Tegan & Sara do the write thing
Even casual Canadian music fans know the basic equation of one of Alberta’s most successful exports: twin sisters X gay + indie-rock = Tegan and Sara. What most of them probably don’t know is that after 14 years of playing music together, the 29-year-old duo, as famous for their onstage banter/bickering as for their numerous variations on the fashionably punked-out mullet, has marched into previously uncharted territory: co-writing songs together. The Quin sisters’ sixth studio album, Sainthood, is also a stylistic departure, with many of the songs straying from their tried-and-true folk and rock influences to flirt with electro-pop.
WE spoke with Tegan as she was enjoying a few days back home in Vancouver before heading out on a four-month North American tour.
Sainthood marks the first time you and Sara have co-written songs. How was the collaborative experience?
Tegan Quin: We were really proud of ourselves when we were able to accomplish writing music together, because we’d never done it before and there was this part of us that felt like maybe it would go badly and we’d fight or something. [Laughs] It was actually really fun and enlightening to learn how Sara writes, and we definitely learned a lot from one another. We ended up sending songs back and forth to one another and continued to collaborate... It was cool; it kind of opened a door after 14 years of being a band. We’ve collaborated a lot, but we’ve never written. It kind of made me realize that there’s this whole other part of what we do that we’ve never explored. We were really inspired by the idea that in the ’70s and ’80s bands wrote for each other all the time... I was like, “Fuck, we should be doing more of this!” We should write for other bands and with each other. Sainthood’s by far the most collaborative record we’ve ever done, and that’s really exciting.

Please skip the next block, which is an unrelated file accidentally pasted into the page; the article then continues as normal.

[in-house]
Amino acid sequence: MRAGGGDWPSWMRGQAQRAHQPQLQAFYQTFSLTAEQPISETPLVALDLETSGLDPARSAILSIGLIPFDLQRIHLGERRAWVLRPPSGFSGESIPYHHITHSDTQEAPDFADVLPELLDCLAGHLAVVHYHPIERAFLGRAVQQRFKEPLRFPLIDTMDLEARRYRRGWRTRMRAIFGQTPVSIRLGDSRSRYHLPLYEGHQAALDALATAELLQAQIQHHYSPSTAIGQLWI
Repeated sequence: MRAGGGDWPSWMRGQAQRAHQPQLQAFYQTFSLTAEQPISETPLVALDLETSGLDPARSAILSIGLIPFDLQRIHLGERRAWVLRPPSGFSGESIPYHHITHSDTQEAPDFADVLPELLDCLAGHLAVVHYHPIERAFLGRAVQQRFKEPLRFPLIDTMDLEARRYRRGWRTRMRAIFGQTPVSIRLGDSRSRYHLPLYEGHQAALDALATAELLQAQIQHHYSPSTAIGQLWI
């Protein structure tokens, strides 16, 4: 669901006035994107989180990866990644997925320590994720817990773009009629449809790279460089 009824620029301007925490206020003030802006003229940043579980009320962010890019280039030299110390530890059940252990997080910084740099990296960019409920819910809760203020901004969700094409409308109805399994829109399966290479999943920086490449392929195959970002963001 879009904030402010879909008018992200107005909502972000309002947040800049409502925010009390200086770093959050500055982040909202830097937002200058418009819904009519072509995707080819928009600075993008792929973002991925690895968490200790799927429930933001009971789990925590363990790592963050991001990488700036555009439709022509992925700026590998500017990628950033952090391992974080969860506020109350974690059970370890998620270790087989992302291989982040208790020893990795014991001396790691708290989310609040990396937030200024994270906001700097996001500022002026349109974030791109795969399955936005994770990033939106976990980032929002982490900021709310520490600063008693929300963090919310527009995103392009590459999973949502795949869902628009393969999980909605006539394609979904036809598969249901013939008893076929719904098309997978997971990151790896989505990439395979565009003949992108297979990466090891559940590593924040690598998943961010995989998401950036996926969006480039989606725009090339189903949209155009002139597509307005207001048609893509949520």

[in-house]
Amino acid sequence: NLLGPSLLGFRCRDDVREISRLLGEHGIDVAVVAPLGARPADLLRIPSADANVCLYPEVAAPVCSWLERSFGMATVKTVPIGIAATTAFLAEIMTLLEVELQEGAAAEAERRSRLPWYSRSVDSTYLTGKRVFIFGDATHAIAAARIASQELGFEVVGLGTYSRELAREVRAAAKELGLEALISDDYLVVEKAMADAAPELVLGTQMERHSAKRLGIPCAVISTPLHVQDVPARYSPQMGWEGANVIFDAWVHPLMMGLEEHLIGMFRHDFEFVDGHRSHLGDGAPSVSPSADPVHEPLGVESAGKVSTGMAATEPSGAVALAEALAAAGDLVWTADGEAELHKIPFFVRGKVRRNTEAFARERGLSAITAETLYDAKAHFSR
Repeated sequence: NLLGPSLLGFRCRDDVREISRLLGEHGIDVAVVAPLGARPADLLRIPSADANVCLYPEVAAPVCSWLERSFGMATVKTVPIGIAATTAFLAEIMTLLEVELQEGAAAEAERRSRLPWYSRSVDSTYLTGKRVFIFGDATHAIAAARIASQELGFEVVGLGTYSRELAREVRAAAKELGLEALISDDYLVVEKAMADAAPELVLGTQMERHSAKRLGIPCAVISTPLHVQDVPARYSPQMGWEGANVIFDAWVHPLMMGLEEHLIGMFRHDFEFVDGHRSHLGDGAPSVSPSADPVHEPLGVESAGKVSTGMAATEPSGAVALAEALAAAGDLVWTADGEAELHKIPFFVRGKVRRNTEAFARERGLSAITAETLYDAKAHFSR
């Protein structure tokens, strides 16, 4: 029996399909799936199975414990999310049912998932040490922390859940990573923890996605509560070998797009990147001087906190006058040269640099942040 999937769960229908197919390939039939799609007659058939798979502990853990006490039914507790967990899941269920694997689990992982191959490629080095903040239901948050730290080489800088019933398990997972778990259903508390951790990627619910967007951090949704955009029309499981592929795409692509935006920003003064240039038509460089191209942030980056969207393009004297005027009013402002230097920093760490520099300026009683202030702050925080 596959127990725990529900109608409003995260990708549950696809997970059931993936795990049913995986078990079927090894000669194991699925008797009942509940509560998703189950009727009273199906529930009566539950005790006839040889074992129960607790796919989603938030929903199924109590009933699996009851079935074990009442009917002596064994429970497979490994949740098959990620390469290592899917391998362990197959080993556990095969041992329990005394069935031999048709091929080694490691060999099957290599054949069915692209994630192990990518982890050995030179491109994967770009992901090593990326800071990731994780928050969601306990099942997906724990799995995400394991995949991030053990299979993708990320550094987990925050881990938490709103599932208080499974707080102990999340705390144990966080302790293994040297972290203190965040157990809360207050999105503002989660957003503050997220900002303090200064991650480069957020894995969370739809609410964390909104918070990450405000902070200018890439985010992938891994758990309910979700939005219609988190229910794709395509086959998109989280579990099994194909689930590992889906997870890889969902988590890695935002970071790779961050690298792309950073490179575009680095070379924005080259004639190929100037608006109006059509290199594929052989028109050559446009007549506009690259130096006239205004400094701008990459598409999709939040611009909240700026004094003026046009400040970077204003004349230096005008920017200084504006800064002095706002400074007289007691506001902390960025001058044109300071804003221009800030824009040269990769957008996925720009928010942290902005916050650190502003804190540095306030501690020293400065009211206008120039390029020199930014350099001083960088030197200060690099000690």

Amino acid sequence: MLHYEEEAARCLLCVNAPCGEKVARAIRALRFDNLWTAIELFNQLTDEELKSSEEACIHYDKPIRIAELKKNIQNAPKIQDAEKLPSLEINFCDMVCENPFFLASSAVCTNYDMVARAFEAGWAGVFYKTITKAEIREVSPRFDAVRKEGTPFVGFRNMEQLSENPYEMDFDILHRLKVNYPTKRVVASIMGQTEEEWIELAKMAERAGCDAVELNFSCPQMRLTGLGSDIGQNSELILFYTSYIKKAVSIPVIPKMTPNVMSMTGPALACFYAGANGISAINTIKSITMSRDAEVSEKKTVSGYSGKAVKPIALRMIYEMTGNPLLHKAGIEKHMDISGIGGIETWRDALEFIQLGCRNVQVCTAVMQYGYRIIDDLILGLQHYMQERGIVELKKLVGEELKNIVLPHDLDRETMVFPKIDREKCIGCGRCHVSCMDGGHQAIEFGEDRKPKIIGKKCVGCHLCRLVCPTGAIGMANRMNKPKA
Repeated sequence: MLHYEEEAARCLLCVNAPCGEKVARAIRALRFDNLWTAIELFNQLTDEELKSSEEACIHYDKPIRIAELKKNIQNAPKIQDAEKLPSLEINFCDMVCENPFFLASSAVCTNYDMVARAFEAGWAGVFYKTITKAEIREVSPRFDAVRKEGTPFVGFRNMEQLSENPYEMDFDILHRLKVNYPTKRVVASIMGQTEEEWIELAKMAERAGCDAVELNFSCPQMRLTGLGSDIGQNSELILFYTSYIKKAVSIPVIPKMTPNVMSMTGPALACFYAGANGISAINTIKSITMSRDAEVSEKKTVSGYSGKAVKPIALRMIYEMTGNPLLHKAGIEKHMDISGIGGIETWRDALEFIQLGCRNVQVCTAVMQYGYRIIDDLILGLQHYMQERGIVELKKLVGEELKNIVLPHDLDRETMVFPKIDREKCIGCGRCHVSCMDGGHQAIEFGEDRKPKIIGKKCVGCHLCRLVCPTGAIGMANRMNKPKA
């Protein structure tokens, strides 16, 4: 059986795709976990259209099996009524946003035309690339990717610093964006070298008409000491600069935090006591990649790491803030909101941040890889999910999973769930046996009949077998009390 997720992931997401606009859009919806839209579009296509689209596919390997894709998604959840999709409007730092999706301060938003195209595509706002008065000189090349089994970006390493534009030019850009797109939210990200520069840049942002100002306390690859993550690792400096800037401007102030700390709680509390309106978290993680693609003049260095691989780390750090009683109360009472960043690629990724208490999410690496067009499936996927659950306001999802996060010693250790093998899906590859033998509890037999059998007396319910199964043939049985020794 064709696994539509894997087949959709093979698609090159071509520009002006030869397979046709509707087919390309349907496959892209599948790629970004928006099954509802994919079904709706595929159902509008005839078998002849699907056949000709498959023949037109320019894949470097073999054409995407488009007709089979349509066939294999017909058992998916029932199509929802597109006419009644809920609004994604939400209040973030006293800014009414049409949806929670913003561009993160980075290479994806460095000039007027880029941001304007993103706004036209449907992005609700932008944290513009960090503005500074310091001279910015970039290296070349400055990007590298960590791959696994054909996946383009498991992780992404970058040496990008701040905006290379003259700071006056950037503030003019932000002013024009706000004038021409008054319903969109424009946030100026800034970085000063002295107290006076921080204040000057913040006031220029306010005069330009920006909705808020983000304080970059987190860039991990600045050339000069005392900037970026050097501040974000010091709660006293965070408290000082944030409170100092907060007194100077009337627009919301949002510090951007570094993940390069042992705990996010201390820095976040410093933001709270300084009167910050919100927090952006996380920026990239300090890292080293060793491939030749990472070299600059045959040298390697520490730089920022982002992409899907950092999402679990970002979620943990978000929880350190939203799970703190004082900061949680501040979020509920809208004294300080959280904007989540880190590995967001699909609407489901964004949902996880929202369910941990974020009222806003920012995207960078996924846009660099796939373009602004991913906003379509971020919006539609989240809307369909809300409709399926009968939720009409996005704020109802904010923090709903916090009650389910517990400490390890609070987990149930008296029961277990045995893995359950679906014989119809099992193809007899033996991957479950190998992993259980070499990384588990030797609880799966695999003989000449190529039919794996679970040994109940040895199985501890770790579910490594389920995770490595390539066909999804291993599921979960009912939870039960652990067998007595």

Do you have a wish list of future collaborators?
I really like leaving that door open, and every time someone comes to it, I’m like, “Cool, yeah!” Like, we’re writing a song for Margaret Cho right now; she’s putting out a comedy album, but she’s making it with indie-rock artists, and I love that. We just did a Christmas song with Fucked Up, and that was kinda neat. But I just love leaving the door open, because the weirdest people come to it and I’m like, “Yes, we’d love to work with you!”
Do people feel left out of the collaborative process working with sisters, since you obviously have a bit of a shorthand together?
It’s interesting, ’cause Chris Walla [Sainthood producer and Death Cab for Cutie member] was quoted recently as saying we were, like, “hyper-democratic.” We always say that that’s our band: Everyone gets an opinion, always, but that doesn’t mean we’re not running it like a dictatorship. We are creating the illusion that everyone has an opinion. I think that Sara and I have learned over the years how to make each other feel that way. Ultimately, if I want something, I’m going to fight for it. And if Sara gives me at least a little bit of her time to hear me out, and then comes back to me with her thoughts, even if it doesn’t go my way, I’ll go for it because at least she heard me out. And that’s huge for us, because when we first started out, we were teenagers, you know? It was like, “NOOOOO! I want it this way!” We are hyper-democratic, and I think working with us is — well, we try not to make people have to go to therapy afterwards. We try to be respectful and responsible with others.
Neil Young was a really vocal advocate of you two from the beginning, and you’ve had some pretty influential mentors. What’s been the best bit of advice?
The best advice was on our first tour with Neil Young and the Pretenders. One night I was complaining about the press, and Chrissie Hynde was sitting at the end of the table, and she slid over at one point and told this really funny story about seeing Steve Buscemi at a press conference. Every question was stupid, apparently — just really terrible questions — and he kept giving really great answers anyway. And she was like, “Oh, my God. They print the stupid answers, not the stupid questions! I want to go back in time 25 years and do every interview over again.” And I thought, you know, it’s totally true. They print stupid answers, so it was really important to me, you know, with being a twin, being gay, being a woman in indie-rock — we have fucking taken a lot of fuckin’ shit over the years. Like, we have put up with... idiotic questions and ridiculous comments, and I’ve just taken it all in stride. But everyone’s still just doing their job, and if they’re asking stupid questions and you’re bored with it, there’s still a way to get through it without acting like a jack-off, you know?